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BEHIND THE GREEN DOOR


Here’s another installment featuring Joe Dante’s reviews from his stint as a critic for Film Bulletin circa 1969-1974. Our thanks to Video Watchdog and Tim Lucas for his editorial embellishments!

 

Orgiastic porno flick has much‑publicized star Marilyn Chambers to lure customers in remaining big‑city hard‑core markets before the unavoidable crunch comes. Self‑imposed X.

BehindthegreendoorThe days seem to be numbered for this kind of hardcore porno fare, but loyal fan reaction in the little time left should reach considerable boxoffice proportions. Commercially, the most salable thing about BEHIND THE GREEN DOOR is Marilyn Chambers, the demure Ivory Snow model whose contract was cancelled amid much publicity when she surfaced as the star of this weird sex opus, in which no orifice is left unexplored. Actually, the Mitchell Bros., who produced and distributed it, seem to have attempted a work of “porno art”—and, to be fair, the film does have moments of bizarre imagery and nightmarish fantasy (far more so, in fact, than the much praised THE DEVIL IN MISS JONES). However, it is technically so poor (photography and editing in particular) that its intended artiness comes off merely as phony pretension, like a poverty‑row producer’s wet dream.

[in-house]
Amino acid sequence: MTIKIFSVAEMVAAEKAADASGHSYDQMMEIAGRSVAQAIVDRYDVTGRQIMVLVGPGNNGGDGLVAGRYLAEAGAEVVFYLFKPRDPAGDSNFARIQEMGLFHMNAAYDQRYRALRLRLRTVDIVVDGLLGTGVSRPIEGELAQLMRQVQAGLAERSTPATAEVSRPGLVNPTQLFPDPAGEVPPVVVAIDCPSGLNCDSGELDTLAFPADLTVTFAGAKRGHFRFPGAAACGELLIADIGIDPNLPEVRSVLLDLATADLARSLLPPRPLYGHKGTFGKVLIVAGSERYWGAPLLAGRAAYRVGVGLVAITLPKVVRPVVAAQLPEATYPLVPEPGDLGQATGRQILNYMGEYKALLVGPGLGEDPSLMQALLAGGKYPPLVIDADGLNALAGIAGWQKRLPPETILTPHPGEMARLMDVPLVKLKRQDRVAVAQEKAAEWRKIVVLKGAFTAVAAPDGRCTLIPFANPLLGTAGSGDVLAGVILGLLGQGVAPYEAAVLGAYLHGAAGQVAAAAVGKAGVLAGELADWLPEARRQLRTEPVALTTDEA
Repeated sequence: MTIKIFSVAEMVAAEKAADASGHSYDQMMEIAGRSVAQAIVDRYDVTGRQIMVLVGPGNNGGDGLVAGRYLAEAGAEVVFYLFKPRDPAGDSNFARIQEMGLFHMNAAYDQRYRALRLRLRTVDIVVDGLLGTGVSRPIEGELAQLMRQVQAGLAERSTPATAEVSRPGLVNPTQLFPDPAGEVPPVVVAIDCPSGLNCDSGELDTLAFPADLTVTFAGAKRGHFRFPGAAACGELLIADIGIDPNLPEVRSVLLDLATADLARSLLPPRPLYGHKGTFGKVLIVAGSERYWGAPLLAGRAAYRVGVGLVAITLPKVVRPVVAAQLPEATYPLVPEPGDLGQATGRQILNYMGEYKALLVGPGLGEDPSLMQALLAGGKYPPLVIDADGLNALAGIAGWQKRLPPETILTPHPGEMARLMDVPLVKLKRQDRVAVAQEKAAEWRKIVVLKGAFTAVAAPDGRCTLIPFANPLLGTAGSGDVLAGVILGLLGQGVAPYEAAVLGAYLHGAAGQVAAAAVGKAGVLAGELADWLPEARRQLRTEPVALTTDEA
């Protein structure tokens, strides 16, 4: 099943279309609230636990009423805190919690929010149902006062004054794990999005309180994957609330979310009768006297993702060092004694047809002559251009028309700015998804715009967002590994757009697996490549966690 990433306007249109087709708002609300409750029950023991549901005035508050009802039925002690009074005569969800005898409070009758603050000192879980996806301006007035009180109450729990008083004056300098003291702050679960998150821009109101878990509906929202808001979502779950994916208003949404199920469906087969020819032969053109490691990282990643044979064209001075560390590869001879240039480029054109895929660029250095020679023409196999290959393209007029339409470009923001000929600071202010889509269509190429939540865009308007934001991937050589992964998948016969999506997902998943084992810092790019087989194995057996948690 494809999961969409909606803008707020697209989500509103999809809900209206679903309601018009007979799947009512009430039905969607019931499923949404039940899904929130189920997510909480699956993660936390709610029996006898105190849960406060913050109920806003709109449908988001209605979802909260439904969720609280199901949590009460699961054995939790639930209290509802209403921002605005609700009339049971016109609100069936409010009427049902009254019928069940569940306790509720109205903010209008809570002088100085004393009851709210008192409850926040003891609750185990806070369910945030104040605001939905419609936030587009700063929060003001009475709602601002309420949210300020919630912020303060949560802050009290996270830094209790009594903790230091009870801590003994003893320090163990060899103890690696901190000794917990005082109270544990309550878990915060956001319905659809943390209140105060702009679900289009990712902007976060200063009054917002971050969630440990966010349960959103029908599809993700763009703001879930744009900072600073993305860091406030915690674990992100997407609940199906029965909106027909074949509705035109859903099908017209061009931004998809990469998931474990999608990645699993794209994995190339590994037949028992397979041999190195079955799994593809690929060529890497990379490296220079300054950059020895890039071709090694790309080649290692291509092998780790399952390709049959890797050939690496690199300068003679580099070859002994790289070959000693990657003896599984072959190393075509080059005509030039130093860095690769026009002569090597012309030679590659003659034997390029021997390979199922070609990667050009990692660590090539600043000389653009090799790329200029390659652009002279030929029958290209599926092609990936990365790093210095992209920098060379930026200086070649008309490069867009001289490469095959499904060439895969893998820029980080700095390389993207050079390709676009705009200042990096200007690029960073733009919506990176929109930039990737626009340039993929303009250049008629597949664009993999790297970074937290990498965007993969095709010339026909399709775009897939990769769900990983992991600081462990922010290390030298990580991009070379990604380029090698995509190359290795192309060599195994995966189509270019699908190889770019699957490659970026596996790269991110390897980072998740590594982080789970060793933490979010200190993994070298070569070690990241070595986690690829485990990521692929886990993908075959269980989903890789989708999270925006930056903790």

Miss Chambers, a wholesome‑looking Cybill Shepherd type, speaks not a word throughout as she is kidnapped and used (to say the least) as the star attraction at a very odd nightclub. Masked patrons look on and manipulate themselves as the bewildered but accommodating Miss Chambers undergoes all varieties of sexual humiliation, culminating in her taking on three superstuds at once—two of them hanging from the ceiling. It climaxes, so to speak, with a mass orgy, which seems as good an ending as any. There are a few interesting color‑key and slow‑motion effects, and the second half of the picture has no dialogue (“pure cinema,” as they might, and may yet, say in France)—a special blessing, considering the “acting” in the first half. In sum, this is certainly more imaginative than most of its ilk, but any promise its makers might have shown seems doomed to remain just that in view of the recent Supreme Court ruling.

1972. Mitchell Brothers. Eastman Color. 82 minutes. Marilyn Chambers. Produced and directed by Jim and Art Mitchell.